Surgical removal of brain tumors may become easier and more precise, thanks to Binghamton University research that recently received funding from the National Institutes of Health.
Fake “Frank” Lu, an assistant professor of biomedical engineering, uses stimulated Raman scattering (SRS), a molecule identification technique, to develop a multicolor imaging technology for brain cancer pathology during surgery.
A three-year, $750,000 R00 grant from the National Institute of Biomedical Imaging and Bioengineering (NIBIB) supports his research at Binghamton.
There are two steps to get rid of a brain tumor: removing the literal mass and then removing the lingering cancer cells at the edges. Removing the lingering cells can be tough, requiring evaluation to avoid destroying functioning brain structures.
Cancer cells are denser than normal cells, which helps them to be identified. Modern procedures involve a pathologist standing by for intraoperative consultation, using neuronavigation systems (such as an MRI scan) or fluorescence imaging to detect lingering cancer cells. Each of these techniques has drawbacks:
- With intraoperative staining-based histopathology, tissue samples are taken and evaluated in a nearby laboratory. Although accurate, this is ultimately a slow process, only allowing three samples to be evaluated during surgery.
- Neuronavigation systems can also be flawed as a result of the brain moving during the surgery, which is called “brain shift.”
- Fluorescence imaging uses fluorescent dyes to label and locate the cancer cells. Unfortunately, this is a messy process and isn’t accurate at distinguishing the margins of the tumor.
Lu’s technology is label-free, rapid and detailed. He expects that in the future, SRS can be used to evaluate 20-30 tissue samples during surgery to help delineate the tumor margin.
SRS detects “molecular fingerprints” by exciting the chemical bonds in molecules and reading the frequencies emitted by the vibrational states of the bond. This information is then used to assign different colors to the molecules, allowing for a detailed image.
Lu has also improved SRS so that it can create images of lipids, fatty acids that he says are important markers for the presence of cancer cells. Axons, the long, thread-like sections of nerve cells, are wrapped in lipid layers called myelin sheath. In areas affected by cancer, they break down, leaving lipid droplets that can be easily detected by Lu’s technology.
Lu envisions the technology being incorporated into a machine for operating rooms, and he is debating two options: a handheld probe to create images of the internal cavity, or a device that creates images of tissue samples from multiple locations. “We are providing a tool that is complementary to the current neuronavigation system,” he says.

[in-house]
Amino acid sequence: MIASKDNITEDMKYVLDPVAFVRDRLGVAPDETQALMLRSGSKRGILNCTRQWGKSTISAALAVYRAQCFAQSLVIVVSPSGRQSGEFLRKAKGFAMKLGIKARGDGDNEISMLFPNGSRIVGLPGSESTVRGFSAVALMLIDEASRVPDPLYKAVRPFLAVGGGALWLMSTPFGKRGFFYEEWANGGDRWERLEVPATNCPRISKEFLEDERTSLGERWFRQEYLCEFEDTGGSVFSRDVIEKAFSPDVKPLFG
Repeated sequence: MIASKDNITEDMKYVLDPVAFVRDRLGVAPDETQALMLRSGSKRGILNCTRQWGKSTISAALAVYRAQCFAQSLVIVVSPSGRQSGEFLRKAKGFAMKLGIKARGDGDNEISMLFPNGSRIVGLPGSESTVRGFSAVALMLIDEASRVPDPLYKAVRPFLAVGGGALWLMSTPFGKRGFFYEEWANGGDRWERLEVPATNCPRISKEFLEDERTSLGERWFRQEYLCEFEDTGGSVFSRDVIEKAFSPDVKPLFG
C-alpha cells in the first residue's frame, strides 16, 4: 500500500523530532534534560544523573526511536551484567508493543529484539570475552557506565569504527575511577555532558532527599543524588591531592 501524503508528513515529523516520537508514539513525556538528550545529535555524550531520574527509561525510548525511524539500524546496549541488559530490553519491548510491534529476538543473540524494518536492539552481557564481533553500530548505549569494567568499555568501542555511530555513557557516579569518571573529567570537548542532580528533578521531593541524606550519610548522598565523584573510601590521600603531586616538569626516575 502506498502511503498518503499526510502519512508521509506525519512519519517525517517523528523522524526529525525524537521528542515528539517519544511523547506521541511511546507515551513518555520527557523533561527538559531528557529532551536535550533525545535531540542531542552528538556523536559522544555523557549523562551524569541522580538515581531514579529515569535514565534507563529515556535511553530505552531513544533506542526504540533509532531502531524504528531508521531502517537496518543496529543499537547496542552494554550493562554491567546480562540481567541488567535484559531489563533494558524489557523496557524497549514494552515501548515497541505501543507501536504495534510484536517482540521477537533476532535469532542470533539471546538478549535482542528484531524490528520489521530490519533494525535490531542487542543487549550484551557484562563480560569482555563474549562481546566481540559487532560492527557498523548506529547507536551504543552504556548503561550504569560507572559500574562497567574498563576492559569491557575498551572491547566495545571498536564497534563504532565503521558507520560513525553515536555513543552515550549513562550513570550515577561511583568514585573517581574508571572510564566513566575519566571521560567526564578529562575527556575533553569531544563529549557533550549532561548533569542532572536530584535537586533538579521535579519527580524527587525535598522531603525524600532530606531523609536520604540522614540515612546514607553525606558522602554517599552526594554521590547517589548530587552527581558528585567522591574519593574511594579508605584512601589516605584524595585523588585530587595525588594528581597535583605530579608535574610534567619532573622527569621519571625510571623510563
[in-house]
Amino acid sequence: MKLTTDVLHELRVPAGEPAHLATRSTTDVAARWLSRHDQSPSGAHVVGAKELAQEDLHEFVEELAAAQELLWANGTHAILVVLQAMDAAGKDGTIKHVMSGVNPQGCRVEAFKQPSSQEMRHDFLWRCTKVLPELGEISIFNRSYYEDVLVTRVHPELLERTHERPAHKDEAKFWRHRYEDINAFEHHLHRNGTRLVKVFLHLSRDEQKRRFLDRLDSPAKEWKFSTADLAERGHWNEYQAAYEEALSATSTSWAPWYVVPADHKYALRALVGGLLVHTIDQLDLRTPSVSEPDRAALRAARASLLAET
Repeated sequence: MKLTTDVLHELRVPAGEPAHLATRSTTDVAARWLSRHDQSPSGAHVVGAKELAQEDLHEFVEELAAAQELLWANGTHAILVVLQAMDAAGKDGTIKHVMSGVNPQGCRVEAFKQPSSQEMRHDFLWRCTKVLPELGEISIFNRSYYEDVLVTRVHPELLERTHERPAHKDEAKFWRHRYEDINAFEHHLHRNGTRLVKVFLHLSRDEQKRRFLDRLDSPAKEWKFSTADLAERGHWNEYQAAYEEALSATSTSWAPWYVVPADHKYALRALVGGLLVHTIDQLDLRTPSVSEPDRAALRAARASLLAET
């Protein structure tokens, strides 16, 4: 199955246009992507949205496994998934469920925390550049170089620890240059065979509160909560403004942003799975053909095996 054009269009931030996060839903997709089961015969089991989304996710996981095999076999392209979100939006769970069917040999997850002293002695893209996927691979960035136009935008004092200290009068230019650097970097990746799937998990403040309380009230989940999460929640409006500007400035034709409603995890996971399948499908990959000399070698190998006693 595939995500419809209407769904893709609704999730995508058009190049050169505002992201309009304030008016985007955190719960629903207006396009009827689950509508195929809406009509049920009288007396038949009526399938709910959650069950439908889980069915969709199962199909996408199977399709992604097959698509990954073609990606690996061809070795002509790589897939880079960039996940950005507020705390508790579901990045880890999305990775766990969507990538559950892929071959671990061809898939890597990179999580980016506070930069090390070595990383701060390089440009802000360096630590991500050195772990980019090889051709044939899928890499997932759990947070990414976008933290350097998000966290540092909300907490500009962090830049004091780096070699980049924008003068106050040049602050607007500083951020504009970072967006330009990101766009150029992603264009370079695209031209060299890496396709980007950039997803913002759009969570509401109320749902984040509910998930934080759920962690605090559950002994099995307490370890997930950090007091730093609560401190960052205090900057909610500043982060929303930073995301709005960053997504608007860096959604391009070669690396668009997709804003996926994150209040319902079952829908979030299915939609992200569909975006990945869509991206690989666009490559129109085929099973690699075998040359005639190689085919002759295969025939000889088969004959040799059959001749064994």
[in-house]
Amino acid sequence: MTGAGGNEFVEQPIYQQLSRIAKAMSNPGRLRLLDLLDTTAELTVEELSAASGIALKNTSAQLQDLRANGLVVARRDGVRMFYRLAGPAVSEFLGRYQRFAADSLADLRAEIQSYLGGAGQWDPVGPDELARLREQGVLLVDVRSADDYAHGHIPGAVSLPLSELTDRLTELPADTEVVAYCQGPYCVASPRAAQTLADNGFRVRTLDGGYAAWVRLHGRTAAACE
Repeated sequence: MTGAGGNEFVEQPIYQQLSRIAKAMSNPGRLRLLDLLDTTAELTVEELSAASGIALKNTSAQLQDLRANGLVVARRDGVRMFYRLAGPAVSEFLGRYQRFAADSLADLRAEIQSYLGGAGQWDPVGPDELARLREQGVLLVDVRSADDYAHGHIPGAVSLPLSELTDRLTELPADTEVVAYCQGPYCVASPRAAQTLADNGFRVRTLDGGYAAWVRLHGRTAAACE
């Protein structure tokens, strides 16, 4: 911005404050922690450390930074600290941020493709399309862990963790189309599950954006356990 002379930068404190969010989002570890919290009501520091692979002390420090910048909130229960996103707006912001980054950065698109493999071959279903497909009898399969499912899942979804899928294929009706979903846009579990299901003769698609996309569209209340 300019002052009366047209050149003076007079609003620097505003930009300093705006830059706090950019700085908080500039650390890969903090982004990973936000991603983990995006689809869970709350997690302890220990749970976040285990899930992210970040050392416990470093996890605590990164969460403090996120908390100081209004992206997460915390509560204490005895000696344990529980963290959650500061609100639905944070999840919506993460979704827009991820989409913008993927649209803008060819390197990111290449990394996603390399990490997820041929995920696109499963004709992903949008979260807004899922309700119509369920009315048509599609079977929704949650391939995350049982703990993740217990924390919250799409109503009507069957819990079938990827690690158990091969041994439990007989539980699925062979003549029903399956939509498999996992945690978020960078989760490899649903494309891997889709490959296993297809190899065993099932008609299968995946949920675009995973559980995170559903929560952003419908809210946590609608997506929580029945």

The next step is to collect more data to solidify the efficiency of the technology. Lu is collaborating with SUNY Upstate Medical University and Brigham and Women’s Hospital to get larger data sets.
Eventually, Lu would like to implement machine learning into the technology for faster and more efficient diagnosis. He also hopes to apply this technology to other types of cancer diagnosis and even other neurological diseases, including Alzheimer’s, and do more work in live cell imaging.
Before joining Binghamton’s faculty in 2017, Lu completed a post-doctoral fellowship at Brigham and Women’s Hospital and Harvard Medical School, where he collaborated with cancer pathologists, surgeons and researchers to transform this technology. He also secured a prestigious NIH K99 Pathway to Independence Award, which is designed to facilitate researchers’ transitions from post-doctoral work to independent tenure-track jobs.
“Everyone contributes to the technical development of this technology, [but] Frank’s definitely the driving force behind the work,” says Sandro Santagata, a neuropathologist and assistant professor at Harvard Medical School and Lu’s post-doc collaborator. “He’s a team player, which is very important in scientific research.”
Lu, who was born in Shandong, China, received an undergraduate degree in optoelectronics from Zhejiang University in China and a graduate degree in bioengineering from the National University of Singapore.
He eventually realized he wanted to move toward healthcare applications of photonics rather than pure engineering and technology, which led him to Raman bioimaging. “For me, pure engineering work was not that exciting,” Lu says. “Later in my career I started thinking about practical applications of biophotonics in life science.”
As a kid, Lu was always tinkering, even attempting to develop a FM radio and an electric generator. Ever since, he has been on course to create innovations that would benefit society.
“To be successful in science requires a pretty remarkable drive,” Santagata says, “and he’s got it.”